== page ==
Current laws, potential changes, and – most importantly – the client’s best interest should all be considered before implementing any tax-planning strategy. At SFG, we emphasize that tax planning should be a coordinated effort between the client and the client’s wealth and tax advisors. Please feel free to contact us if you would like to further discuss any of the strategies mentioned above.

Editor’s Note: This article has been updated to address best practices for the 2021 tax year.

Alyssa Yocom is a Wealth Manager with Schultz Financial Group Inc.

Schultz Financial Group Inc. (SFG) is a wealth management firm located in Reno, NV. Our approach to wealth management is different from many other wealth managers, financial advisors, and financial planners. Our team of fee-only fiduciaries strives to help our clients build their wealth across four capitals: Financial Matters, Physical Well-being, Psychological Space, and Intellectual Engagement. We provide family office and wealth management services to clients located in Nevada, California, and other states. If you’d like more information, please check out our website or reach out to us via our contact page.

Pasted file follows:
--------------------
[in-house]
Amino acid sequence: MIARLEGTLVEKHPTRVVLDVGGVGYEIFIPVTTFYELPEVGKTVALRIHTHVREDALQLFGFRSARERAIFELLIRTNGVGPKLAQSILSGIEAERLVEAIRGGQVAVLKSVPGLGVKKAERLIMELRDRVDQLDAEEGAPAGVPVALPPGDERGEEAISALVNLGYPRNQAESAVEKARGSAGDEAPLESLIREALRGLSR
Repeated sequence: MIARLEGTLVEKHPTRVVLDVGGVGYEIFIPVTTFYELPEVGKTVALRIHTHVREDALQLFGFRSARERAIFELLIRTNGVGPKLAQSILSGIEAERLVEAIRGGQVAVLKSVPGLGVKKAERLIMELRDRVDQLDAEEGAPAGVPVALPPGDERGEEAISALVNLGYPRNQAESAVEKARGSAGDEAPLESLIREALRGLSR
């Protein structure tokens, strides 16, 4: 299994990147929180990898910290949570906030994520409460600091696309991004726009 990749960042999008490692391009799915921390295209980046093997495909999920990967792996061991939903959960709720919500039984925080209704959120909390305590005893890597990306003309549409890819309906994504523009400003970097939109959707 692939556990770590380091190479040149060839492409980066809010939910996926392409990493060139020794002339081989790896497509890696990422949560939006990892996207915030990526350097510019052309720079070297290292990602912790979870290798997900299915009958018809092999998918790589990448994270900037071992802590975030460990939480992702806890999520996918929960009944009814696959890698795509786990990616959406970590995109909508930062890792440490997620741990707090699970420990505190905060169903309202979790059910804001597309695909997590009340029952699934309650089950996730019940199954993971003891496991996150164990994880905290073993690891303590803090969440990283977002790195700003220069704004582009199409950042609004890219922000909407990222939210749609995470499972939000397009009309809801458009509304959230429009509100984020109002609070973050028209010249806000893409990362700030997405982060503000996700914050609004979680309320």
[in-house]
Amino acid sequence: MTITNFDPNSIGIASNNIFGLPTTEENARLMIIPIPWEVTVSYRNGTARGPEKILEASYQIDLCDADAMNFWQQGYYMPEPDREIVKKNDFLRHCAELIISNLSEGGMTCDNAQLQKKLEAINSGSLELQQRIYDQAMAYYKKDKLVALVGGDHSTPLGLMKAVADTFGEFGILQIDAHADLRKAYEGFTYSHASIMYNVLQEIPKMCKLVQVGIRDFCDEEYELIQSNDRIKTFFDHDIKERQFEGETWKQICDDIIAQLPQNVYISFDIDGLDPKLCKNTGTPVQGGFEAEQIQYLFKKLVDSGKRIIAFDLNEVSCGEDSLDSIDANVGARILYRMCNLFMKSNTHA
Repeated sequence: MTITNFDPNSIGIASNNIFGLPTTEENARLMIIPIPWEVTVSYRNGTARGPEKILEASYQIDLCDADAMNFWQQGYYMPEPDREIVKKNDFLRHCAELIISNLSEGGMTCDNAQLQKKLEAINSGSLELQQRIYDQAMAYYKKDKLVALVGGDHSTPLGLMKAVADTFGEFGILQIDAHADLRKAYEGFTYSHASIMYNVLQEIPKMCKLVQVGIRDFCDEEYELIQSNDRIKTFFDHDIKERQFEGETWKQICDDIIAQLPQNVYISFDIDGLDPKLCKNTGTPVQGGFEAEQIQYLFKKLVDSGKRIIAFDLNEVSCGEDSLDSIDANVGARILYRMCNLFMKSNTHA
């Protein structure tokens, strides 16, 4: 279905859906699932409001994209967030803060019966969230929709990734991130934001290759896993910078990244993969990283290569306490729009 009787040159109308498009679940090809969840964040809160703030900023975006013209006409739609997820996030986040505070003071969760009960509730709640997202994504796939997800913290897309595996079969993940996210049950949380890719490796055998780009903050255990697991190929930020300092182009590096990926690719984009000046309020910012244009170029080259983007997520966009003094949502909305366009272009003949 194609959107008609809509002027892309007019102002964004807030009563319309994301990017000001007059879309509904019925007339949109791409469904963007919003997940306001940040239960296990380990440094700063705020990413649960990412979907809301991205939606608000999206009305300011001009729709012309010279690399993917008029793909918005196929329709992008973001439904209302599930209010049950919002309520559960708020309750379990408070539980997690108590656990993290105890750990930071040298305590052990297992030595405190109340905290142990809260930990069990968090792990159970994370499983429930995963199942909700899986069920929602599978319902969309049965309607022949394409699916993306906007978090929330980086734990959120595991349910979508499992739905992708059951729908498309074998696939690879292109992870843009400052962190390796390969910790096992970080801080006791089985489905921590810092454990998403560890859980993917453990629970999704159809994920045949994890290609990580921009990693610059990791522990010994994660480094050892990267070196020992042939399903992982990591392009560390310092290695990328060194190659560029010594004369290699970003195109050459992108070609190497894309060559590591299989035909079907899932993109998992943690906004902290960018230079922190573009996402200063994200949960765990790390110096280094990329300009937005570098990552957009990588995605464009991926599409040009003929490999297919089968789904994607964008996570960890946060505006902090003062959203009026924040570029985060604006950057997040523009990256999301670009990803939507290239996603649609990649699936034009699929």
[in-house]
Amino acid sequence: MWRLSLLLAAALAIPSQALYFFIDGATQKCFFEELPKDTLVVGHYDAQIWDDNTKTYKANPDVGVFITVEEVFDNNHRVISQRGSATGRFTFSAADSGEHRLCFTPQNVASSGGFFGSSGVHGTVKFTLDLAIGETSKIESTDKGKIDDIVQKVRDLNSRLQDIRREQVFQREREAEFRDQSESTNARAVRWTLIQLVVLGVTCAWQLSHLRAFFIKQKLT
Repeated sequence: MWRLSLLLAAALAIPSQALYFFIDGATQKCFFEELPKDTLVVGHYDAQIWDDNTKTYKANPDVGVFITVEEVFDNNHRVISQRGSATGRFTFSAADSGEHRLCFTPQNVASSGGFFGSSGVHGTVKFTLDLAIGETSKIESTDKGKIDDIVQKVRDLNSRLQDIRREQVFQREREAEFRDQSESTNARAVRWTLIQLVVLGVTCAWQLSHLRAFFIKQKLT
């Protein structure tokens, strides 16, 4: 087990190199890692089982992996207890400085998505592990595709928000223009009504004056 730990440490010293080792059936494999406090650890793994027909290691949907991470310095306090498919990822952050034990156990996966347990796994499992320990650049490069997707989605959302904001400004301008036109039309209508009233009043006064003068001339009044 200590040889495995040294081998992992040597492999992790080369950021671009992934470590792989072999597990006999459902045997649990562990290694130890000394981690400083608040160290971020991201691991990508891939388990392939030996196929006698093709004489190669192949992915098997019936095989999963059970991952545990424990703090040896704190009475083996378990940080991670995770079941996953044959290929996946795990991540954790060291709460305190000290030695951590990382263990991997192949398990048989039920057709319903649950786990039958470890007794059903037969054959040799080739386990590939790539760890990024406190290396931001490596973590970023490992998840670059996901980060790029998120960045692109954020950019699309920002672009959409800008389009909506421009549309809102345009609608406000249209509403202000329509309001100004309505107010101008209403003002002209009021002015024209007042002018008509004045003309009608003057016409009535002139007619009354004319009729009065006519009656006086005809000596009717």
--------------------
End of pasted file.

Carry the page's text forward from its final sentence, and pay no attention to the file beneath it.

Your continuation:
• Schultz Financial Group, Inc. (“SFG”) which is a registered investment adviser, drafted this blog post for its website and for the use of its clients or potential clients. Any other distribution of this blog post is strictly prohibited. Registration as an investment adviser is not an endorsement by securities regulators and does not imply that SFG has attained a certain level of skill, training, or ability. While the content presented is believed to be factual and up to date, it is based on information obtained from a variety of sources. SFG believes this information is reliable, however, it has not necessarily been independently verified. SFG does not guarantee the complete accuracy of all data in this blog post, and it should not be regarded as a complete analysis of the subjects discussed. All expressions of opinion reflect the judgment of SFG as of the date of publication and are subject to change. This blog post does not constitute personalized advice from SFG or its affiliated investment professionals, or a solicitation to execute specific securities transactions. SFG is not a law firm and does not intend for any content to be construed as legal advice. Readers should not use any of this content as the sole basis for any investment, financial planning, tax, legal or other decisions. Rather, SFG recommends that readers consult SFG and their other professional advisers (including their lawyers and accountants) and consider independent due diligence before implementing any of the options directly or indirectly referenced in this blog post. Past performance does not guarantee future results. All investment strategies have the potential for profit or loss, and different investments and types of investments involve varying degrees of risk. There can be no assurance that the future performance of any specific investment or investment strategy, including those undertaken or recommended by SFG, will be profitable or equal any historical performance level. Any index performance data directly or indirectly referenced in this blog post is based on data from the respective copyright holders, trademark holders, or publication/distribution right owners of each index. The indexes do not reflect the deduction of transaction fees, custodial charges, or management fees, which would decrease historical performance results. Indexes are unmanaged, and investors cannot invest directly in an index. Additional information about SFG, including its Form ADV Part 2A describing its services, fees, and applicable conflicts of interest and Form CRS is available upon request and at https://adviserinfo.sec.gov/firm/summary/108724.